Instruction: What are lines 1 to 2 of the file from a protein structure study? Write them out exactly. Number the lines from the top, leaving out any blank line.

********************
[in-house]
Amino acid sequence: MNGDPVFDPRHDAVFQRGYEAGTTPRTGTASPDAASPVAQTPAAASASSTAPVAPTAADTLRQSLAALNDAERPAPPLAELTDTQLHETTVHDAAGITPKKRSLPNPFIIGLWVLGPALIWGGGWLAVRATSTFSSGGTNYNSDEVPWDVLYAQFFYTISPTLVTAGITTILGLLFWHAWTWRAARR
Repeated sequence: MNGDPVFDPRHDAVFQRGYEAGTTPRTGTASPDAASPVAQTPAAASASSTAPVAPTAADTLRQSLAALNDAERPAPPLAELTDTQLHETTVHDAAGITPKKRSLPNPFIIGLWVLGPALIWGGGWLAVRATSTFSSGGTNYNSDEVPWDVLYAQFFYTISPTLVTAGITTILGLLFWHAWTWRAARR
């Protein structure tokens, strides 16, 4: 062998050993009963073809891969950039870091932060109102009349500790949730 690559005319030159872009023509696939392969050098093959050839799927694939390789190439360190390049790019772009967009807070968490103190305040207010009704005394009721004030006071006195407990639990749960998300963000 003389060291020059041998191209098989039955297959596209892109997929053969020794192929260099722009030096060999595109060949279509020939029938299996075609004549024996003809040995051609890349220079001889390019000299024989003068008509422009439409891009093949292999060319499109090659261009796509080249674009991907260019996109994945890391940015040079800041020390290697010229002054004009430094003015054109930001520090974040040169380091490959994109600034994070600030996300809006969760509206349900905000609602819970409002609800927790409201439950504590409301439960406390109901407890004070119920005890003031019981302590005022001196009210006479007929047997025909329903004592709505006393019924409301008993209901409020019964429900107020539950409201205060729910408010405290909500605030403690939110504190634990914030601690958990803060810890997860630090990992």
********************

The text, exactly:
[in-house]
Amino acid sequence: MNGDPVFDPRHDAVFQRGYEAGTTPRTGTASPDAASPVAQTPAAASASSTAPVAPTAADTLRQSLAALNDAERPAPPLAELTDTQLHETTVHDAAGITPKKRSLPNPFIIGLWVLGPALIWGGGWLAVRATSTFSSGGTNYNSDEVPWDVLYAQFFYTISPTLVTAGITTILGLLFWHAWTWRAARR